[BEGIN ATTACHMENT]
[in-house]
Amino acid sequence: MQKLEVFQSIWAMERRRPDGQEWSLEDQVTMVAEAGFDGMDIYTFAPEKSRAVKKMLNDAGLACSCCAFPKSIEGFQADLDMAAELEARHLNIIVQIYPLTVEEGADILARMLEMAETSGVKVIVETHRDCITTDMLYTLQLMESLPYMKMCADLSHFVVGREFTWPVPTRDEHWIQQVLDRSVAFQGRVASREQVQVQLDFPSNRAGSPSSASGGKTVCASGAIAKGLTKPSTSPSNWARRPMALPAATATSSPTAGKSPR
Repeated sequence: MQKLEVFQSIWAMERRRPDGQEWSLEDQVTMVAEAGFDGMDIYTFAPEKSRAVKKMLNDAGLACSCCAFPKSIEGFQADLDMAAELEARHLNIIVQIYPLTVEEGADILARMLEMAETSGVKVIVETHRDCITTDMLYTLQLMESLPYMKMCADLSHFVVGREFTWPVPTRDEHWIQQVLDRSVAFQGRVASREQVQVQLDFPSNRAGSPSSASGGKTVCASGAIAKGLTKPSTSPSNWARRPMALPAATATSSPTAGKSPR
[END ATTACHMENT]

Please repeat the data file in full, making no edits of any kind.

[in-house]
Amino acid sequence: MQKLEVFQSIWAMERRRPDGQEWSLEDQVTMVAEAGFDGMDIYTFAPEKSRAVKKMLNDAGLACSCCAFPKSIEGFQADLDMAAELEARHLNIIVQIYPLTVEEGADILARMLEMAETSGVKVIVETHRDCITTDMLYTLQLMESLPYMKMCADLSHFVVGREFTWPVPTRDEHWIQQVLDRSVAFQGRVASREQVQVQLDFPSNRAGSPSSASGGKTVCASGAIAKGLTKPSTSPSNWARRPMALPAATATSSPTAGKSPR
Repeated sequence: MQKLEVFQSIWAMERRRPDGQEWSLEDQVTMVAEAGFDGMDIYTFAPEKSRAVKKMLNDAGLACSCCAFPKSIEGFQADLDMAAELEARHLNIIVQIYPLTVEEGADILARMLEMAETSGVKVIVETHRDCITTDMLYTLQLMESLPYMKMCADLSHFVVGREFTWPVPTRDEHWIQQVLDRSVAFQGRVASREQVQVQLDFPSNRAGSPSSASGGKTVCASGAIAKGLTKPSTSPSNWARRPMALPAATATSSPTAGKSPR